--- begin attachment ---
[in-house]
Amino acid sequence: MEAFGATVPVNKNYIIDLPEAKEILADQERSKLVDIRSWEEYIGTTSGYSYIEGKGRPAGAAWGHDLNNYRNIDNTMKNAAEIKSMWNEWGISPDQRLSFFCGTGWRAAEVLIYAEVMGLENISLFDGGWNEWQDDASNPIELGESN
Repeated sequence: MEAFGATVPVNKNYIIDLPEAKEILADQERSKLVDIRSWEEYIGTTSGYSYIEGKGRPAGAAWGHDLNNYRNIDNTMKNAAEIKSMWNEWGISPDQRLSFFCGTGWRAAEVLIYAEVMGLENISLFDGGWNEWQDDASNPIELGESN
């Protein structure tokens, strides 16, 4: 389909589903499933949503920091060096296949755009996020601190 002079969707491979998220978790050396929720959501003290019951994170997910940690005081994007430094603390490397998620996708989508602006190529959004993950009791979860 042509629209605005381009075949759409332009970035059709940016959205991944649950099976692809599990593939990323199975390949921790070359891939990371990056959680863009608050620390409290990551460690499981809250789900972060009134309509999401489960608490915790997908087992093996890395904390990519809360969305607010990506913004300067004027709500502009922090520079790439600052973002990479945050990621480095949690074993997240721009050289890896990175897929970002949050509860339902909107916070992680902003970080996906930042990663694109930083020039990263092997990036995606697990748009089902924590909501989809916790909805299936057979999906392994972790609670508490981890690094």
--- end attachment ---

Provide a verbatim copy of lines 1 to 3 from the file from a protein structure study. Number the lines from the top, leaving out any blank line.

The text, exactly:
[in-house]
Amino acid sequence: MEAFGATVPVNKNYIIDLPEAKEILADQERSKLVDIRSWEEYIGTTSGYSYIEGKGRPAGAAWGHDLNNYRNIDNTMKNAAEIKSMWNEWGISPDQRLSFFCGTGWRAAEVLIYAEVMGLENISLFDGGWNEWQDDASNPIELGESN
Repeated sequence: MEAFGATVPVNKNYIIDLPEAKEILADQERSKLVDIRSWEEYIGTTSGYSYIEGKGRPAGAAWGHDLNNYRNIDNTMKNAAEIKSMWNEWGISPDQRLSFFCGTGWRAAEVLIYAEVMGLENISLFDGGWNEWQDDASNPIELGESN